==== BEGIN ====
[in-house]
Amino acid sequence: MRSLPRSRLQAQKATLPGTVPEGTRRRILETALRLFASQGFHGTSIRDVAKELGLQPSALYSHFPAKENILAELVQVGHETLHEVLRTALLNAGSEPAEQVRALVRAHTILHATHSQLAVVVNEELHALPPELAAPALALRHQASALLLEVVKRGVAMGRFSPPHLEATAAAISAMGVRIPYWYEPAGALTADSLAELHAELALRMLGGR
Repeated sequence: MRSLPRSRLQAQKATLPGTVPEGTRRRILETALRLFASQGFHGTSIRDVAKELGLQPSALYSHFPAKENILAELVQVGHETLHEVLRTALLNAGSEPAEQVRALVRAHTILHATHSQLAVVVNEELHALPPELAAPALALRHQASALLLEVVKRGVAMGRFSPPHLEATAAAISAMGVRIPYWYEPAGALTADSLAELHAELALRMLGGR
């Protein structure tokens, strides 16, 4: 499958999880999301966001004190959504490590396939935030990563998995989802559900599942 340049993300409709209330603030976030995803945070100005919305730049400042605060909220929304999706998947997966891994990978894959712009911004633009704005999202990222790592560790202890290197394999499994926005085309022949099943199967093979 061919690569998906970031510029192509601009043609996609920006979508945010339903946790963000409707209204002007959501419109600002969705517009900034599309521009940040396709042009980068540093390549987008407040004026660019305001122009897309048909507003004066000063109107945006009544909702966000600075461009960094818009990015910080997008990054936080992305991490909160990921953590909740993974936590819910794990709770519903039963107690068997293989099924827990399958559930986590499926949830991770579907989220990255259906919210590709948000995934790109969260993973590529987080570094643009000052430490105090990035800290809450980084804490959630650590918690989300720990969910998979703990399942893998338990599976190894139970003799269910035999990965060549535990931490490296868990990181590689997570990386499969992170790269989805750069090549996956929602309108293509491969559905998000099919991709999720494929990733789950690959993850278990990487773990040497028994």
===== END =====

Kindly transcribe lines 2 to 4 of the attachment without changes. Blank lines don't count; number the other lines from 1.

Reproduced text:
Amino acid sequence: MRSLPRSRLQAQKATLPGTVPEGTRRRILETALRLFASQGFHGTSIRDVAKELGLQPSALYSHFPAKENILAELVQVGHETLHEVLRTALLNAGSEPAEQVRALVRAHTILHATHSQLAVVVNEELHALPPELAAPALALRHQASALLLEVVKRGVAMGRFSPPHLEATAAAISAMGVRIPYWYEPAGALTADSLAELHAELALRMLGGR
Repeated sequence: MRSLPRSRLQAQKATLPGTVPEGTRRRILETALRLFASQGFHGTSIRDVAKELGLQPSALYSHFPAKENILAELVQVGHETLHEVLRTALLNAGSEPAEQVRALVRAHTILHATHSQLAVVVNEELHALPPELAAPALALRHQASALLLEVVKRGVAMGRFSPPHLEATAAAISAMGVRIPYWYEPAGALTADSLAELHAELALRMLGGR
């Protein structure tokens, strides 16, 4: 499958999880999301966001004190959504490590396939935030990563998995989802559900599942 340049993300409709209330603030976030995803945070100005919305730049400042605060909220929304999706998947997966891994990978894959712009911004633009704005999202990222790592560790202890290197394999499994926005085309022949099943199967093979 061919690569998906970031510029192509601009043609996609920006979508945010339903946790963000409707209204002007959501419109600002969705517009900034599309521009940040396709042009980068540093390549987008407040004026660019305001122009897309048909507003004066000063109107945006009544909702966000600075461009960094818009990015910080997008990054936080992305991490909160990921953590909740993974936590819910794990709770519903039963107690068997293989099924827990399958559930986590499926949830991770579907989220990255259906919210590709948000995934790109969260993973590529987080570094643009000052430490105090990035800290809450980084804490959630650590918690989300720990969910998979703990399942893998338990599976190894139970003799269910035999990965060549535990931490490296868990990181590689997570990386499969992170790269989805750069090549996956929602309108293509491969559905998000099919991709999720494929990733789950690959993850278990990487773990040497028994």